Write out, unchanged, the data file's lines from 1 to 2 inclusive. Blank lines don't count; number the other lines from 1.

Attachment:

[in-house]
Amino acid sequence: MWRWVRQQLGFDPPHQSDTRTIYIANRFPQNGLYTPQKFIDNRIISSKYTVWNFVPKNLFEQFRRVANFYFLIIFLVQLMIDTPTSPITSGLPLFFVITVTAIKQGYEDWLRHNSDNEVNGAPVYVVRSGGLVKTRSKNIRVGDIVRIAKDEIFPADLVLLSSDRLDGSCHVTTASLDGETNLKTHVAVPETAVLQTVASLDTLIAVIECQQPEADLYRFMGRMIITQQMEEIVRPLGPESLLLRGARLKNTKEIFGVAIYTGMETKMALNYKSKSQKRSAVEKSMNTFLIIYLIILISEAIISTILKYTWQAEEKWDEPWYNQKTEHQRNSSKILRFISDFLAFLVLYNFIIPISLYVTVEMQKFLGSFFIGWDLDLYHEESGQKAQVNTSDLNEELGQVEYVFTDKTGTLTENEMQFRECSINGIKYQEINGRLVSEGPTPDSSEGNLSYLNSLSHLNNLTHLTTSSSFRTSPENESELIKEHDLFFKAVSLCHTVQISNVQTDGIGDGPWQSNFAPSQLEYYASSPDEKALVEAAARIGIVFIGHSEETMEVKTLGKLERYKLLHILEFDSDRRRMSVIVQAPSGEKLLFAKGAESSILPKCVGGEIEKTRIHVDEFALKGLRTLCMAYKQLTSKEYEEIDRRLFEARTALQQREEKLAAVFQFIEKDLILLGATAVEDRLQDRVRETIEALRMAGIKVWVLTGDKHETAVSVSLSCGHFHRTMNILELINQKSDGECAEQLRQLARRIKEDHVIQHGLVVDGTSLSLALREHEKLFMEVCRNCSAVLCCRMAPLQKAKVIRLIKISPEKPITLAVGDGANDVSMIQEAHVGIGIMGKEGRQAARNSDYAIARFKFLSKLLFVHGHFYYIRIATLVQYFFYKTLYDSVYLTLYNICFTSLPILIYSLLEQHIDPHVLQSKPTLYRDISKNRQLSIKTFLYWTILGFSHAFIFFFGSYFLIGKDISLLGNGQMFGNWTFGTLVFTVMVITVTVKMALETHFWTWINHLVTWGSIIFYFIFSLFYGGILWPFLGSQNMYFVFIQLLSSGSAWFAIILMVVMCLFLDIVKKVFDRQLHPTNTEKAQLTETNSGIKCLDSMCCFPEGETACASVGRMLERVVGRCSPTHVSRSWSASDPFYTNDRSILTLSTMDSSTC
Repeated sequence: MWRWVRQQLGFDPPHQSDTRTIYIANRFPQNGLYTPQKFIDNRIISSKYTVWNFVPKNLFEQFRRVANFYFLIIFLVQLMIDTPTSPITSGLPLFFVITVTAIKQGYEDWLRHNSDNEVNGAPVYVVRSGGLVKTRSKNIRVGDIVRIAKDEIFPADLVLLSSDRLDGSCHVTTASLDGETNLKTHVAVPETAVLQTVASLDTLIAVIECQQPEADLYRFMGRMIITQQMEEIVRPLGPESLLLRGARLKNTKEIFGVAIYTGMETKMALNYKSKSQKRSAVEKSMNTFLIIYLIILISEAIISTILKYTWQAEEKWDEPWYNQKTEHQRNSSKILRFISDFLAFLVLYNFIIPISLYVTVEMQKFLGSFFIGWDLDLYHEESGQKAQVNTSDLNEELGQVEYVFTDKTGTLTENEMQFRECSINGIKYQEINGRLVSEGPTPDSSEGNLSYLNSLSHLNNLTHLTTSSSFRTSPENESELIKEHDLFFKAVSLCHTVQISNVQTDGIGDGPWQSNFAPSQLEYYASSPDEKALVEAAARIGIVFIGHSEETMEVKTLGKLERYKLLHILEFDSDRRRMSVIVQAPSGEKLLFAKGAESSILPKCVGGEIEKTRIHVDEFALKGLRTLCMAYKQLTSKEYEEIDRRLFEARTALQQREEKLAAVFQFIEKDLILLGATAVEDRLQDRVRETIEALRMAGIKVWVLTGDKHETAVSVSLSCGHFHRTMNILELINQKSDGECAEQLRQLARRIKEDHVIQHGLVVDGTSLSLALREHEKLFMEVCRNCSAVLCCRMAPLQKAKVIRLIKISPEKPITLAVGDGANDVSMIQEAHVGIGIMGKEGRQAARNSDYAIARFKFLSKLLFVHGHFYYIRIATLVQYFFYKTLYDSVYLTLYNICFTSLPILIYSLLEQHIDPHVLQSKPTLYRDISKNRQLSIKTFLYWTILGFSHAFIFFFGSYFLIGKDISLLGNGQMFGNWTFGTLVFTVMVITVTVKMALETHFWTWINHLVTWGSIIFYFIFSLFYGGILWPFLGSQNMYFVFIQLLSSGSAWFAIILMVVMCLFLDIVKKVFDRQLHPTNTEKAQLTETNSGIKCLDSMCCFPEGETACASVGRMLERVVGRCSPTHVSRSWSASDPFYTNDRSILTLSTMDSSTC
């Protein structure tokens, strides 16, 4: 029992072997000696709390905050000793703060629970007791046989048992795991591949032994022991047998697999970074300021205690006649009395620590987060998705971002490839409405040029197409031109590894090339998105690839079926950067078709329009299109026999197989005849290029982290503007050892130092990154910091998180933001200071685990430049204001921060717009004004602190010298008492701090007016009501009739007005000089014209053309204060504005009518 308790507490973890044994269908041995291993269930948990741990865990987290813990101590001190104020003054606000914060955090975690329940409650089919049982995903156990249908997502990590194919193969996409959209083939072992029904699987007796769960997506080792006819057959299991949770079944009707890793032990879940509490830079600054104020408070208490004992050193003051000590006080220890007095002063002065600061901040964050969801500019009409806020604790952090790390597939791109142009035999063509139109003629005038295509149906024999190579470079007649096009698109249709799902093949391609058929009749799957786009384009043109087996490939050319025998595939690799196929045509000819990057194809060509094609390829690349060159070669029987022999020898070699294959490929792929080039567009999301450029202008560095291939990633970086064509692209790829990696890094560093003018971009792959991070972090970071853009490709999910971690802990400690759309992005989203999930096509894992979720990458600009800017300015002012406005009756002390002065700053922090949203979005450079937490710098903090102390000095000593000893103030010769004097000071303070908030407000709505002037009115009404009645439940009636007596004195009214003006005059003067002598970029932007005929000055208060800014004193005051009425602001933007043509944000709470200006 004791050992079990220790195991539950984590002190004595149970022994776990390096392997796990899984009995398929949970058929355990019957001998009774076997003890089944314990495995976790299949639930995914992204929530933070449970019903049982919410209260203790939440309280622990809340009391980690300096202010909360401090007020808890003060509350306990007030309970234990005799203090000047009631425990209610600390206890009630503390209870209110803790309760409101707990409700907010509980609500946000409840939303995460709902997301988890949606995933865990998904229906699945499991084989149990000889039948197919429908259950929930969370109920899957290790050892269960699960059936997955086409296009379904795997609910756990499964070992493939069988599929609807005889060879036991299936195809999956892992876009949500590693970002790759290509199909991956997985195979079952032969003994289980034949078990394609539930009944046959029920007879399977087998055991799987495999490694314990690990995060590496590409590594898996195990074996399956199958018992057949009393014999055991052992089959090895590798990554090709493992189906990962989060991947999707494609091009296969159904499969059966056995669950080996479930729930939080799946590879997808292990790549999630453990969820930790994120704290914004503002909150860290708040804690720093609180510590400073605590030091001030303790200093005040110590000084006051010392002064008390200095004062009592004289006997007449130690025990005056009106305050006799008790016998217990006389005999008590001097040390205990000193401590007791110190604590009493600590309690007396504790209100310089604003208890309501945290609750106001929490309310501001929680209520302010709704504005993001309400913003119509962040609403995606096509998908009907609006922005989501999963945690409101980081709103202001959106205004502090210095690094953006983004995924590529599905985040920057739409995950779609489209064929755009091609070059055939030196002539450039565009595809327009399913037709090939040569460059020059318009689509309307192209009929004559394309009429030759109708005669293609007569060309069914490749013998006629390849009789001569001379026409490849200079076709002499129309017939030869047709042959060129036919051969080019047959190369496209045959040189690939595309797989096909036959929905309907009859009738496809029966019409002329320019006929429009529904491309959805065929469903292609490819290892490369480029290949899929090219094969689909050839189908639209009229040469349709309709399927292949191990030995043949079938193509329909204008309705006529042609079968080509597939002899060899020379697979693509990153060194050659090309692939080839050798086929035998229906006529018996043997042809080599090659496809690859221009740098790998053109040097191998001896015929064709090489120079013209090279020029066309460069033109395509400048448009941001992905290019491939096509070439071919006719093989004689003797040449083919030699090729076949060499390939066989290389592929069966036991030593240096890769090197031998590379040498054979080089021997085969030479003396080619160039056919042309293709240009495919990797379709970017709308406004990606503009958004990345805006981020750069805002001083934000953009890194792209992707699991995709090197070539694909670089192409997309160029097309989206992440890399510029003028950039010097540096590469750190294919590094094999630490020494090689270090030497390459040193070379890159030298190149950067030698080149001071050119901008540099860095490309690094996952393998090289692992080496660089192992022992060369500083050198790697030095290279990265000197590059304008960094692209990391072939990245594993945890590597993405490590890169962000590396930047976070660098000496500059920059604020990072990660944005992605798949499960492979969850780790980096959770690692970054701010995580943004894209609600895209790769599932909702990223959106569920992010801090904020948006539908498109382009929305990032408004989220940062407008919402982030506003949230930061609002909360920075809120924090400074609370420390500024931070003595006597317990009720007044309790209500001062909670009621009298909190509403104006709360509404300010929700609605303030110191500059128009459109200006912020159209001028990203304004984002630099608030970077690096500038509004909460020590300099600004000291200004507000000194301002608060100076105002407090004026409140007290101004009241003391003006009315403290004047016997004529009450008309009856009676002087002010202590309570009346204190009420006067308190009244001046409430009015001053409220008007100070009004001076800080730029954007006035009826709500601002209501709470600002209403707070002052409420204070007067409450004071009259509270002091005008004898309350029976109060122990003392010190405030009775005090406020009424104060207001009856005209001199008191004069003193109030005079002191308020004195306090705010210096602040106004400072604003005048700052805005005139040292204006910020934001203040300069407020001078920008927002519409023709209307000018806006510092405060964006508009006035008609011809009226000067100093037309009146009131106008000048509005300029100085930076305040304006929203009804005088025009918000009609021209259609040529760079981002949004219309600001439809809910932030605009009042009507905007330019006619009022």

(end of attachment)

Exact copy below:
[in-house]
Amino acid sequence: MWRWVRQQLGFDPPHQSDTRTIYIANRFPQNGLYTPQKFIDNRIISSKYTVWNFVPKNLFEQFRRVANFYFLIIFLVQLMIDTPTSPITSGLPLFFVITVTAIKQGYEDWLRHNSDNEVNGAPVYVVRSGGLVKTRSKNIRVGDIVRIAKDEIFPADLVLLSSDRLDGSCHVTTASLDGETNLKTHVAVPETAVLQTVASLDTLIAVIECQQPEADLYRFMGRMIITQQMEEIVRPLGPESLLLRGARLKNTKEIFGVAIYTGMETKMALNYKSKSQKRSAVEKSMNTFLIIYLIILISEAIISTILKYTWQAEEKWDEPWYNQKTEHQRNSSKILRFISDFLAFLVLYNFIIPISLYVTVEMQKFLGSFFIGWDLDLYHEESGQKAQVNTSDLNEELGQVEYVFTDKTGTLTENEMQFRECSINGIKYQEINGRLVSEGPTPDSSEGNLSYLNSLSHLNNLTHLTTSSSFRTSPENESELIKEHDLFFKAVSLCHTVQISNVQTDGIGDGPWQSNFAPSQLEYYASSPDEKALVEAAARIGIVFIGHSEETMEVKTLGKLERYKLLHILEFDSDRRRMSVIVQAPSGEKLLFAKGAESSILPKCVGGEIEKTRIHVDEFALKGLRTLCMAYKQLTSKEYEEIDRRLFEARTALQQREEKLAAVFQFIEKDLILLGATAVEDRLQDRVRETIEALRMAGIKVWVLTGDKHETAVSVSLSCGHFHRTMNILELINQKSDGECAEQLRQLARRIKEDHVIQHGLVVDGTSLSLALREHEKLFMEVCRNCSAVLCCRMAPLQKAKVIRLIKISPEKPITLAVGDGANDVSMIQEAHVGIGIMGKEGRQAARNSDYAIARFKFLSKLLFVHGHFYYIRIATLVQYFFYKTLYDSVYLTLYNICFTSLPILIYSLLEQHIDPHVLQSKPTLYRDISKNRQLSIKTFLYWTILGFSHAFIFFFGSYFLIGKDISLLGNGQMFGNWTFGTLVFTVMVITVTVKMALETHFWTWINHLVTWGSIIFYFIFSLFYGGILWPFLGSQNMYFVFIQLLSSGSAWFAIILMVVMCLFLDIVKKVFDRQLHPTNTEKAQLTETNSGIKCLDSMCCFPEGETACASVGRMLERVVGRCSPTHVSRSWSASDPFYTNDRSILTLSTMDSSTC